MESSENGER Data Suggest Recurring Meteor Shower on Mercury
The closest planet to the Sun appears to get hit by a periodic meteor shower, possibly associated with a comet that produces multiple events annually on Earth.
The clues pointing to Mercury’s shower were discovered in the very thin halo of gases that make up the planet’s exosphere,…

The closest planet to the Sun appears to get hit by a periodic meteor shower, possibly associated with a comet that produces multiple events annually on Earth.

The clues pointing to Mercury’s shower were discovered in the very thin halo of gases that make up the planet’s exosphere, which is under study by NASA’s MESSENGER (MErcury Surface, Space ENvironment, GEochemistry, and Ranging) spacecraft.

“The possible discovery of a meteor shower at Mercury is really exciting and especially important because the plasma and dust environment around Mercury is relatively unexplored,” said Rosemary Killen, a planetary scientist at NASA’s Goddard Space Flight Center in Greenbelt, Maryland, and lead author of the study, available online in Icarus.

A meteor shower occurs when a planet passes through a swath of debris shed by a comet, or sometimes an asteroid. The smallest bits of dust, rock and ice feel the force of solar radiation, which pushes them away from the sun, creating the comet’s sometimes-dazzling tail. The larger chunks get deposited like a trail of breadcrumbs along the comet’s orbit a field of tiny meteoroids in the making.

Earth experiences multiple meteor showers each year, including northern summer’s Perseids, the calling card of comet SwiftTuttle, and December’s reliable Geminids, one of the few events associated with an asteroid. Comet Encke has left several debris fields in the inner solar system, giving rise to the Southern and Northern Taurids, meteor showers that peak in October and November, and the Beta Taurids in June and July.

The suggested hallmark of a meteor shower on Mercury is a regular surge of calcium in the exosphere. Measurements taken by MESSENGER’s Mercury Atmospheric and Surface Composition Spectrometer have revealed seasonal surges of calcium that occurred regularly over the first nine Mercury years since MESSENGER began orbiting the planet in March 2011.

The suspected cause of these spiking calcium levels is a shower of small dust particles hitting the planet and knocking calcium-bearing molecules free from the surface. This process, called impact vaporization, continually renews the gases in Mercury’s exosphere as interplanetary dust and meteoroids rain down on the planet. However, the general background of interplanetary dust in the inner solar system cannot, by itself, account for the periodic spikes in calcium. This suggests a periodic source of additional dust, for example, a cometary debris field. Examination of the handful of comets in orbits that would permit their debris to cross Mercury’s orbit indicated that the likely source of the planet’s event is Encke.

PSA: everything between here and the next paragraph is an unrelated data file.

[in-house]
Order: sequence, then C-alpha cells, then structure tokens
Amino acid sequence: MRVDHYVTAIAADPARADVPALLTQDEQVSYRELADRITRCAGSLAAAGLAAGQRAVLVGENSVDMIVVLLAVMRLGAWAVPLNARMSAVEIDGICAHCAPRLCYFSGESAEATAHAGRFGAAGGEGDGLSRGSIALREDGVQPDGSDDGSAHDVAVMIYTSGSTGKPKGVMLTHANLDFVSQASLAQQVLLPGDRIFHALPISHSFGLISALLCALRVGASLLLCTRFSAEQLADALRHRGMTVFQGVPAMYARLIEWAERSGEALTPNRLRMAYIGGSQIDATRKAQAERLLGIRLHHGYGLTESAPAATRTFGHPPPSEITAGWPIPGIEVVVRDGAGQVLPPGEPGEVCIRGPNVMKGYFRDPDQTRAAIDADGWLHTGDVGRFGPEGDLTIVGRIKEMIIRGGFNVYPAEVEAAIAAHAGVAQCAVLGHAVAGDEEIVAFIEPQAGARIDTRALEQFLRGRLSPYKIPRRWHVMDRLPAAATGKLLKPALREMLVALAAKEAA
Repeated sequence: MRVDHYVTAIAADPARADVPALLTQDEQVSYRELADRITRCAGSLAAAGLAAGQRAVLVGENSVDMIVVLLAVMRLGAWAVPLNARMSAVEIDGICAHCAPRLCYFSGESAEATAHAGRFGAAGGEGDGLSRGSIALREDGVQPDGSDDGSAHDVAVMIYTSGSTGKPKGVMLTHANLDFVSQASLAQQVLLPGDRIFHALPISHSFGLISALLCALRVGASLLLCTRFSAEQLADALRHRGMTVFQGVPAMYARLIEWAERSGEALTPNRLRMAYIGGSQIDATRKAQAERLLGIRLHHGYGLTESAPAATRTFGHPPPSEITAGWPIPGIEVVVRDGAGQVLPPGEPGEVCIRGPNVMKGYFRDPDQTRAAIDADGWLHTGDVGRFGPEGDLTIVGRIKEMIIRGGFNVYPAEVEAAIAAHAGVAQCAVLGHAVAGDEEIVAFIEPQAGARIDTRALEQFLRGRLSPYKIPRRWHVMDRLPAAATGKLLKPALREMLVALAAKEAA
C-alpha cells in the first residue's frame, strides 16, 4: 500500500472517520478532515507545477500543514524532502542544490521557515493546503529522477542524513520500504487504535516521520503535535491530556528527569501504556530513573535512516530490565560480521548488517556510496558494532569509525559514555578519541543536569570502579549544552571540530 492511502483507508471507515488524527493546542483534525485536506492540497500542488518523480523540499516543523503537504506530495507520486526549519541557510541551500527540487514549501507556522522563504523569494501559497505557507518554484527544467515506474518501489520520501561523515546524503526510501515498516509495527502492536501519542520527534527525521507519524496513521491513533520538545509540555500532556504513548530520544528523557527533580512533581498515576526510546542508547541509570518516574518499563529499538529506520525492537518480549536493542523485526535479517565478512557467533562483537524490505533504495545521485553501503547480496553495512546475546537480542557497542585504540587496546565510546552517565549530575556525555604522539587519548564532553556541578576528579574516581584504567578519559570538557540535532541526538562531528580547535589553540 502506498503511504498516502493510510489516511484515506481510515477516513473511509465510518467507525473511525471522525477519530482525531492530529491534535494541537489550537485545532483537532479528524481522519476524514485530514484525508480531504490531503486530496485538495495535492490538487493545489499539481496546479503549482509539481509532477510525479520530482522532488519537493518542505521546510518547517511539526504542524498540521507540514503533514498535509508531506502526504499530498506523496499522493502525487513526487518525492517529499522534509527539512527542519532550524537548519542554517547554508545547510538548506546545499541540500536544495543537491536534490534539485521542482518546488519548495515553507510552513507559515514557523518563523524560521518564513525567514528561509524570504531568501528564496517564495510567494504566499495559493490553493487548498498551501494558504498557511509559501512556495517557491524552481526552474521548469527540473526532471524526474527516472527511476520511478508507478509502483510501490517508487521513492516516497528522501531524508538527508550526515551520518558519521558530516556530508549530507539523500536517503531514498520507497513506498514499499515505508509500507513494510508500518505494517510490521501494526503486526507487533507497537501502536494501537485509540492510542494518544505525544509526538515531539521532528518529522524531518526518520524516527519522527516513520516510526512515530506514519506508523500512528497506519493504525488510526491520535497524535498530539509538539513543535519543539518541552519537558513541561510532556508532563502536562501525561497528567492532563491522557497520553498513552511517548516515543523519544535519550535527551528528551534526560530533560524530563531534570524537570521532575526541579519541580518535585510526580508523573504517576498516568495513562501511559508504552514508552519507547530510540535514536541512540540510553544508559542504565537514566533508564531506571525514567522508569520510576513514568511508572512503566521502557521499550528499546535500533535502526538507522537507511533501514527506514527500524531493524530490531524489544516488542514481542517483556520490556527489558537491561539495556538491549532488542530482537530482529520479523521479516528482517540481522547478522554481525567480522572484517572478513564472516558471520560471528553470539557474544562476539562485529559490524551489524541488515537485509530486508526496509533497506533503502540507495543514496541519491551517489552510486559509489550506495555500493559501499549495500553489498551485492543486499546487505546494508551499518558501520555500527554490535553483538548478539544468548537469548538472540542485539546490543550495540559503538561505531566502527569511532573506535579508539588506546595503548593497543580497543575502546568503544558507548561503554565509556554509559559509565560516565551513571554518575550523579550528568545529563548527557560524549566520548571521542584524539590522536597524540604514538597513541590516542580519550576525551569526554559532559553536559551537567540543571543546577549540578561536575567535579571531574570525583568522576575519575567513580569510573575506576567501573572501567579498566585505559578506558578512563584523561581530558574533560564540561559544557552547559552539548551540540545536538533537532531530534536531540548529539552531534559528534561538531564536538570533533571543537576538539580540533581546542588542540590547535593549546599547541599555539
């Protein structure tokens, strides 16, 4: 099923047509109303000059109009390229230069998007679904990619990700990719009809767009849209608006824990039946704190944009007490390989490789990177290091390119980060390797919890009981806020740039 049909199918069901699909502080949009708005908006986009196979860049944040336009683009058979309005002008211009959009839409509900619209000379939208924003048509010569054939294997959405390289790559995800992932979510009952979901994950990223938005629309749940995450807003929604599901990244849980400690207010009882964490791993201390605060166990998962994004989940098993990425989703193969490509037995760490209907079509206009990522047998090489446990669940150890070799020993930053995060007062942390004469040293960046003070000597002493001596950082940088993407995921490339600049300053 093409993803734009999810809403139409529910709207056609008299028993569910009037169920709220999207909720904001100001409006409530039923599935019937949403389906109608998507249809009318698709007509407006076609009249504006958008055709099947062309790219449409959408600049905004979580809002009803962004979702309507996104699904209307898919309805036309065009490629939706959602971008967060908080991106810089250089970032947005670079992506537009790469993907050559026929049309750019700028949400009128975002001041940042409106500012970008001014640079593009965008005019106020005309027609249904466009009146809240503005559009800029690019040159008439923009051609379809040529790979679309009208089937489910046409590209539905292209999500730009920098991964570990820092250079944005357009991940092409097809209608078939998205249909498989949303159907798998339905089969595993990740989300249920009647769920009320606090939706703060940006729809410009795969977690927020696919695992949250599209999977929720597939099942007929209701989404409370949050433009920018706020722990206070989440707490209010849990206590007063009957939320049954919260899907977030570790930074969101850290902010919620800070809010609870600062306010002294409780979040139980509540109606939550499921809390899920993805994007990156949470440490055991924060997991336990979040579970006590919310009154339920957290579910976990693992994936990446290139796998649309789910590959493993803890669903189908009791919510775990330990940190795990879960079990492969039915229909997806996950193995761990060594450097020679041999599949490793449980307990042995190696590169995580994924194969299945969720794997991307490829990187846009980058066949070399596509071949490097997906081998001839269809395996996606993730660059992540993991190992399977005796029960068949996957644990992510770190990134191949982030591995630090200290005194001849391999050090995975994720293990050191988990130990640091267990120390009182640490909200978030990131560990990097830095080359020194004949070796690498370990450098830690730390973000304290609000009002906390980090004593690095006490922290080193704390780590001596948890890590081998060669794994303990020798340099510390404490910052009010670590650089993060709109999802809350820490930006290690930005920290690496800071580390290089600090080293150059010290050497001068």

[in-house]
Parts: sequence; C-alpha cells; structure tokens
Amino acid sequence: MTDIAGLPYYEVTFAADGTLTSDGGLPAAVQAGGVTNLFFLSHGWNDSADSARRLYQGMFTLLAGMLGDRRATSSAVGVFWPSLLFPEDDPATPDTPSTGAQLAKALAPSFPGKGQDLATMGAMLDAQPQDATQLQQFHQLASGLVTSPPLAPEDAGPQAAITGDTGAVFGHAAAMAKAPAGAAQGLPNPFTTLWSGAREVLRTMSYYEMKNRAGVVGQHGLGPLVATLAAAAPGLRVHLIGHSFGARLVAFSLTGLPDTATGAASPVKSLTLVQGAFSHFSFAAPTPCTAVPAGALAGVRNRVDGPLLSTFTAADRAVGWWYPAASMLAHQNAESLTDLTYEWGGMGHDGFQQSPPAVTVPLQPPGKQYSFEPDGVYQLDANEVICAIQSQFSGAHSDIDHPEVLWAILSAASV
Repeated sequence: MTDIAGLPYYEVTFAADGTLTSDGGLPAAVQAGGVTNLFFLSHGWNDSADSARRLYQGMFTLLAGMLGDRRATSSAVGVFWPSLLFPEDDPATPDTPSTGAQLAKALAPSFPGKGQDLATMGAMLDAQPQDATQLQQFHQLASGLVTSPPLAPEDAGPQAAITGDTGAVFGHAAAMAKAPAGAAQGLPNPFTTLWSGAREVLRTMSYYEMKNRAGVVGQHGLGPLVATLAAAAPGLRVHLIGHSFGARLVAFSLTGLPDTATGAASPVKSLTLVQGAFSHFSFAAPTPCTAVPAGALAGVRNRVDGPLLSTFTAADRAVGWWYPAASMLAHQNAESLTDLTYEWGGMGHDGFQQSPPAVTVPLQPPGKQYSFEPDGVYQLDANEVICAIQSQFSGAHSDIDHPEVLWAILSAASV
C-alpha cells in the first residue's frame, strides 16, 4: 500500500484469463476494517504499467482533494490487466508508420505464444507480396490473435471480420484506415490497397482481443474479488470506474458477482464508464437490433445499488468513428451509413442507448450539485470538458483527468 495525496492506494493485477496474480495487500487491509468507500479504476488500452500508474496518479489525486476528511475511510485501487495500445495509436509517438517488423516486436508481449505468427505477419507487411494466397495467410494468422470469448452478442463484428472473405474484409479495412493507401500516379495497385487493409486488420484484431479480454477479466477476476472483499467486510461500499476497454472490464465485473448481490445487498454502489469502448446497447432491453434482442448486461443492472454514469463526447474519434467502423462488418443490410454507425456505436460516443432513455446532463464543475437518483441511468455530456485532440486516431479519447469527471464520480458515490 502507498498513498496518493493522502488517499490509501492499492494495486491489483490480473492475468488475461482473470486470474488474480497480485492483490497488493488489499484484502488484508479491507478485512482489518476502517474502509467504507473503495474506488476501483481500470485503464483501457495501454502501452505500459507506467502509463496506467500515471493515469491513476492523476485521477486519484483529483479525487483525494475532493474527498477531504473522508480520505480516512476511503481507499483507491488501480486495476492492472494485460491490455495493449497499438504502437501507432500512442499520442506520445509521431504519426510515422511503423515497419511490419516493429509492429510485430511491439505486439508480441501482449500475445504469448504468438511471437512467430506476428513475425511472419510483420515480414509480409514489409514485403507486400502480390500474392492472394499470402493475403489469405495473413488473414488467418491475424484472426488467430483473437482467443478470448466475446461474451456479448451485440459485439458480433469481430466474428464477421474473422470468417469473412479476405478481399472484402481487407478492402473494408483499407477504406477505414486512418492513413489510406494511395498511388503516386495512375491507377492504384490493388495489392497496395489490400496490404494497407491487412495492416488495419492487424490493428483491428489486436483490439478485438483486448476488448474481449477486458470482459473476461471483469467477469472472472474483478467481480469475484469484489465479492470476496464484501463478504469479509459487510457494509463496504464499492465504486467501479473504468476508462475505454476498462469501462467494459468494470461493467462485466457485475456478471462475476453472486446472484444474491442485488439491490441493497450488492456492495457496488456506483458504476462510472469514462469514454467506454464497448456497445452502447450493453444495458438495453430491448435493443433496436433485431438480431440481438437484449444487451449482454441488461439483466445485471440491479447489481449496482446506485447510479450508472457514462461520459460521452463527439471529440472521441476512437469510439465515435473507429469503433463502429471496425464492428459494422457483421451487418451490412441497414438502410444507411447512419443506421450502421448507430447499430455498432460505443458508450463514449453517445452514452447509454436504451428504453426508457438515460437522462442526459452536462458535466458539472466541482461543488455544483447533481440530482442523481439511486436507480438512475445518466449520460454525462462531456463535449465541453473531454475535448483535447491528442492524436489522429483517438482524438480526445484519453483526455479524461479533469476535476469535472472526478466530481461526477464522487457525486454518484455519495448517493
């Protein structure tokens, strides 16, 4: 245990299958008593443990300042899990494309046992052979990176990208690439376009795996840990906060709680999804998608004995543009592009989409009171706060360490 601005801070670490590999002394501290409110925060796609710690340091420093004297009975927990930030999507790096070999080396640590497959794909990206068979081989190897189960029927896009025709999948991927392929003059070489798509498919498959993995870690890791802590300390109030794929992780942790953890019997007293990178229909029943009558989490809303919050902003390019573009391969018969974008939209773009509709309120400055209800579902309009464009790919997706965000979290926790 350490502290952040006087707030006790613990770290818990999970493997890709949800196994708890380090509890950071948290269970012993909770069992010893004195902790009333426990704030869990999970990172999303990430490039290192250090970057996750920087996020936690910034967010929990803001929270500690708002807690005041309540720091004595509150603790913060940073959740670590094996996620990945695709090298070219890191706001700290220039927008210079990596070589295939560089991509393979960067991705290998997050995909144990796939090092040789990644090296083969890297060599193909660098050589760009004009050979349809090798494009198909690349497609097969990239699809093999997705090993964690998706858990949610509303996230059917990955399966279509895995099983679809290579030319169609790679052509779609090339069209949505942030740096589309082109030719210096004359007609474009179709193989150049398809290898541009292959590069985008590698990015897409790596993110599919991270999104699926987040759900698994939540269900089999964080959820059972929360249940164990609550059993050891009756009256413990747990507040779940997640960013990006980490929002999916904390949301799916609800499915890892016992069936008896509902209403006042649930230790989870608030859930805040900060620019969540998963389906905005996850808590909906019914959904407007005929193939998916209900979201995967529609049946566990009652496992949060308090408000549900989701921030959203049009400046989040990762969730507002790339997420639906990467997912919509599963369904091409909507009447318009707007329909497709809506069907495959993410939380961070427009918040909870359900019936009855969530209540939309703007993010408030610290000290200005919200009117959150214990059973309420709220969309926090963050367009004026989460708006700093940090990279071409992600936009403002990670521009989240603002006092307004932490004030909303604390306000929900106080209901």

“If our scenario is correct, Mercury is a giant dust collector,” said Joseph Hahn, a planetary dynamist in the Austin, Texas, office of the Space Science Institute and coauthor of the study. “The planet is under steady siege from interplanetary dust and then regularly passes through this other dust storm, which we think is from comet Encke.”

The researchers created detailed computer simulations to test the comet Encke hypothesis. However, the calcium spikes found in the MESSENGER data were offset a bit from the expected results. This shift is probably due to changes in the comet’s orbit over time, due to the gravitational pull of Jupiter and other planets.

“The variation of Mercury’s calcium exosphere with the planet’s position in its orbit has been known for several years from MESSENGER observations, but the proposal that the source of this variation is a meteor shower associated with a specific comet is novel,” added MESSENGER Principal Investigator Sean Solomon, of the Lamont-Doherty Earth Observatory at Columbia University in New York. “This study should provide a basis for searches for further evidence of the influence of meteor showers on the interaction of Mercury with its solar-system environment.”

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About Earth Changes Media w/ Mitch Battros

Mitch Battros is a scientific journalist who is highly respected in both the scientific and spiritual communities due to his unique ability to bridge the gap between modern science and ancient text. Founded in 1995 – Earth Changes TV was born with Battros as its creator and chief editor for his syndicated television show. In 2003, he switched to a weekly radio show as Earth Changes Media. ECM quickly found its way in becoming a top source for news and discoveries in the scientific fields of astrophysics, space weather, earth science, and ancient text. Seeing the need to venture beyond the Sun-Earth connection, in 2016 Battros advanced his studies which incorporates our galaxy Milky Way - and its seemingly rhythmic cycles directly connected to our Solar System, Sun, and Earth driven by the source of charged particles such as galactic cosmic rays, gamma rays, and solar rays. Now, "Science Of Cycles" is the vehicle which brings the latest cutting-edge discoveries confirming his published Equation.
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